Akemi’s father Yodoshi turned into a demon after she put “the pinch” on him which Xena taught her. The pinch causes blood to rush to the brain and death in 30 seconds. Gabrielle is astonished that she would have taught this to Akemi. Perhaps now we know why Xena always hesitated to teach it to Gabrielle. She told Gabrielle that Akemi broke her heart and was the first woman to teach her about love. Well, talk about it anyway, as Xena didn’t understand that Akemi’s rapidly beating heart was a sign of passion.  It was hard to figure out  Akemi's  motives from the very beginning. After Akemi puts the pinch on her father, she suddenly commits Harakiri with a sword. Her dying wish is for Xena to take her ashes to a special shrine for protection. This tragic event causes Xena to momentarily become an alcoholic, and stumble through the streets carrying Akemi’s ashes. The villagers have hacked off her hair. When they attack her again, the urn breaks into pieces and the ashes scatter. In defense Xena takes one of their torches of fire, to defend herself, a fire that spreads through the entire village. She learns later that 40,000 people lost their lives that day. And whose fault was that?

On her new visit to the “Land of the Rising Sun” (Japan), the soul-eating demon Yodoshi has prepared a welcome for Xena with a ton of soldiers. They first set fire to a village. Xena asks Gabrielle what she would do in this case, the first time, and  a premonition of the retreat of the Warrior Princess.  Gabrielle suggests using acrobatics to approach the water tower for extinguishing the flames. “Its not what I would have done”, Xena says afterwards, “but it worked”. Xena teaches her "the pinch," and tells her that if there were 30 seconds remaining in her life, she would only feel love for Gabrielle. Tidings of things to come.
Akemi’s ghost lives in a teahouse outside of town with two other ghouls. When Xena visits, one of them alerts Yodoshi who comes running. He warns Xena what he has in store for her and that she will lose her head. Akemi knows what she is in store for too, but doesn’t tell the whole story, and never has. Xena learns hat she must die to enter the underworld and conquer Yodoshi. But Akemi doesn’t warn her there is no way back after her death.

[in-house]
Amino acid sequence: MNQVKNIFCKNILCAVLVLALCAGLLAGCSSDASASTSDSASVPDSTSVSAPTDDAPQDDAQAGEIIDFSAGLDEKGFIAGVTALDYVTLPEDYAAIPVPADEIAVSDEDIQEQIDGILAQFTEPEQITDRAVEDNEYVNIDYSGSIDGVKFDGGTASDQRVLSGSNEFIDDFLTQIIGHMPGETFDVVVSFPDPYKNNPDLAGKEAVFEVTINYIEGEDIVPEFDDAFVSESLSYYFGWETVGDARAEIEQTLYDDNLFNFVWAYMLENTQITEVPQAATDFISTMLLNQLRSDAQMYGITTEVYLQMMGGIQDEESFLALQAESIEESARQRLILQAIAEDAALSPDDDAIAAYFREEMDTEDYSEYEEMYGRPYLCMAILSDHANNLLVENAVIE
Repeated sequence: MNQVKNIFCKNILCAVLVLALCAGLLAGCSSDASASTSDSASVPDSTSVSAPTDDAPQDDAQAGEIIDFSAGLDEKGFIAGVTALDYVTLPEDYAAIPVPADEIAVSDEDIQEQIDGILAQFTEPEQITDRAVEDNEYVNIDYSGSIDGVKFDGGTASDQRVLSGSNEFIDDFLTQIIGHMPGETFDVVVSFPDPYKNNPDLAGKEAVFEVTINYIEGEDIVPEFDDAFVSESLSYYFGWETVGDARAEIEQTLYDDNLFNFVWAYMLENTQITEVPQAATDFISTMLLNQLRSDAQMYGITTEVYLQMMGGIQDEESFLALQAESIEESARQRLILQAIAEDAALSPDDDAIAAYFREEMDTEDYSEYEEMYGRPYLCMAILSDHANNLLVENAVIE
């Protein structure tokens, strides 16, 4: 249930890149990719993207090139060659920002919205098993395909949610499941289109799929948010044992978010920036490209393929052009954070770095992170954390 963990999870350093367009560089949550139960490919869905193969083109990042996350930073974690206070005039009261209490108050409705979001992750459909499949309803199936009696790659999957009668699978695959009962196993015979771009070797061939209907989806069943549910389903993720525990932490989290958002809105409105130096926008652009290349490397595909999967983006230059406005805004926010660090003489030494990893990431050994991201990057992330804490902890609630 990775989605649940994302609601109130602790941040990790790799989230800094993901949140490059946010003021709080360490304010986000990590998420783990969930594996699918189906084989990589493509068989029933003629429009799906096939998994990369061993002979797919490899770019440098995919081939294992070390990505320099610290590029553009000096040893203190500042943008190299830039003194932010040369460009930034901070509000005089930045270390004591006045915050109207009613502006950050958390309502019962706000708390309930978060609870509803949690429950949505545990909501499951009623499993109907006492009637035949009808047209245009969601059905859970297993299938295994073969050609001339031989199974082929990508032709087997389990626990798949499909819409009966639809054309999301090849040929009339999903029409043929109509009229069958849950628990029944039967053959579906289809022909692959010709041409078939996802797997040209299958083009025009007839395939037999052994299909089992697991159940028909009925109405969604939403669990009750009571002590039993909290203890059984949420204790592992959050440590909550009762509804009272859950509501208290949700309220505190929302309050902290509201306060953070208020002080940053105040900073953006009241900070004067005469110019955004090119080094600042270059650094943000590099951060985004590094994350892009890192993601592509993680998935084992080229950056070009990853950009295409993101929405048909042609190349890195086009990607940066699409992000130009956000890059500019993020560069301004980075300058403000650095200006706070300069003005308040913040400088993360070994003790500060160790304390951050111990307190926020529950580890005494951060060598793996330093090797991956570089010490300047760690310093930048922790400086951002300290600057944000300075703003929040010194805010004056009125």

That a manipulative and child-like waif who is a super tease leads Xena to her death is allowed to reek havoc on the warrior’s life is astonishing after so many tests and ordeals through the series. The fire that took so many lives was started in self defense because of Akemi’s sudden death and Xena’s despair, and it was  hardly an act of malice that the fire spread so quickly.  What about the conscience of the villagers for shaming a woman and ridiculing and tormenting her? But should this end the love she experiences with Gabrielle. Isn’t Xena smarter after all of these years to fall for Akemi's games? Isn't Gabrielle worthy of a life with her? Apparently not. Xena buries her copper breast plate, and adorns a royal warrior outfit with silver and crimson trim, and strikes out on her own to conquer an enormous army, without Gabrielle. She does well in the battle. She sets the soldiers ammunition on fire, which creates a huge mushroom cloud, and takes many of them out with her bow and arrow. The Captain instructs his warriors to unleash a barrage of arrows, several which hit her and wear down her strength. The warriors then attack her with swords. Xena cries out for Gabrielle, unable to hold her own alone any longer. Why would she have done this if she didn’t have the will to live?  And why, for once does Gabrielle not appear ? The Captain marches up to Xena and hacks off her head. The screen goes red, and fortunately we don’t have to witness the beheading. A bloody chakram lays on the ground, used only once when it could have saved her life. Later when Gabrielle finds Xena’s naked body hung up outside a shed and we see her devastated and tear stained face, we know the murder has been brutal.